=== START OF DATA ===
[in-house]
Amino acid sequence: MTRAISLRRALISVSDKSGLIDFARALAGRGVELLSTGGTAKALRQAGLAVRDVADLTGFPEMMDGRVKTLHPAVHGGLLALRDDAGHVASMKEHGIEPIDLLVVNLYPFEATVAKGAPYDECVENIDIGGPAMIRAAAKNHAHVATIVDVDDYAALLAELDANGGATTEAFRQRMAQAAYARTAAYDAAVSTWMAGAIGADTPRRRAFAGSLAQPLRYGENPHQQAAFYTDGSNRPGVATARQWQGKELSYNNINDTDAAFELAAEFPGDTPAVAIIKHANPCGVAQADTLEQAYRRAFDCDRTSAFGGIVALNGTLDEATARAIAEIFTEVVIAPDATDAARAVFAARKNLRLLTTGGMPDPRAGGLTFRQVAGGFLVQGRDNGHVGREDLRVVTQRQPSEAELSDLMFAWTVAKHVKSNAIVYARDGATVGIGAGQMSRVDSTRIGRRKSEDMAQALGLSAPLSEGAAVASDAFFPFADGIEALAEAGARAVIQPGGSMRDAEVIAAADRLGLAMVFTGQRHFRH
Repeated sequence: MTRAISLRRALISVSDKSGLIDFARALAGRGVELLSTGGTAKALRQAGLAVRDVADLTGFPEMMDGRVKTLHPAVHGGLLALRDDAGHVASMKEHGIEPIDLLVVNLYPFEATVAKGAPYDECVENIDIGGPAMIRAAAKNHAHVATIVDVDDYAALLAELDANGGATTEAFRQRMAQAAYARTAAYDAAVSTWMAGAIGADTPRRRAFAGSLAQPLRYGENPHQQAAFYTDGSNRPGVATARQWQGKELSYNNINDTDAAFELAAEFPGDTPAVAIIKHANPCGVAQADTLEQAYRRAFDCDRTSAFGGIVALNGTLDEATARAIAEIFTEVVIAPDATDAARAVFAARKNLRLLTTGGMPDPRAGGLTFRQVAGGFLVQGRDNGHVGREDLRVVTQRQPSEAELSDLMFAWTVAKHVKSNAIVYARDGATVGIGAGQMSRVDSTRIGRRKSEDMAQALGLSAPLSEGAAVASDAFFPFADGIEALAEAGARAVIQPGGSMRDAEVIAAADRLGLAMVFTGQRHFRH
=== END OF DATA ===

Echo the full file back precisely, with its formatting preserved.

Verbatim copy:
[in-house]
Amino acid sequence: MTRAISLRRALISVSDKSGLIDFARALAGRGVELLSTGGTAKALRQAGLAVRDVADLTGFPEMMDGRVKTLHPAVHGGLLALRDDAGHVASMKEHGIEPIDLLVVNLYPFEATVAKGAPYDECVENIDIGGPAMIRAAAKNHAHVATIVDVDDYAALLAELDANGGATTEAFRQRMAQAAYARTAAYDAAVSTWMAGAIGADTPRRRAFAGSLAQPLRYGENPHQQAAFYTDGSNRPGVATARQWQGKELSYNNINDTDAAFELAAEFPGDTPAVAIIKHANPCGVAQADTLEQAYRRAFDCDRTSAFGGIVALNGTLDEATARAIAEIFTEVVIAPDATDAARAVFAARKNLRLLTTGGMPDPRAGGLTFRQVAGGFLVQGRDNGHVGREDLRVVTQRQPSEAELSDLMFAWTVAKHVKSNAIVYARDGATVGIGAGQMSRVDSTRIGRRKSEDMAQALGLSAPLSEGAAVASDAFFPFADGIEALAEAGARAVIQPGGSMRDAEVIAAADRLGLAMVFTGQRHFRH
Repeated sequence: MTRAISLRRALISVSDKSGLIDFARALAGRGVELLSTGGTAKALRQAGLAVRDVADLTGFPEMMDGRVKTLHPAVHGGLLALRDDAGHVASMKEHGIEPIDLLVVNLYPFEATVAKGAPYDECVENIDIGGPAMIRAAAKNHAHVATIVDVDDYAALLAELDANGGATTEAFRQRMAQAAYARTAAYDAAVSTWMAGAIGADTPRRRAFAGSLAQPLRYGENPHQQAAFYTDGSNRPGVATARQWQGKELSYNNINDTDAAFELAAEFPGDTPAVAIIKHANPCGVAQADTLEQAYRRAFDCDRTSAFGGIVALNGTLDEATARAIAEIFTEVVIAPDATDAARAVFAARKNLRLLTTGGMPDPRAGGLTFRQVAGGFLVQGRDNGHVGREDLRVVTQRQPSEAELSDLMFAWTVAKHVKSNAIVYARDGATVGIGAGQMSRVDSTRIGRRKSEDMAQALGLSAPLSEGAAVASDAFFPFADGIEALAEAGARAVIQPGGSMRDAEVIAAADRLGLAMVFTGQRHFRH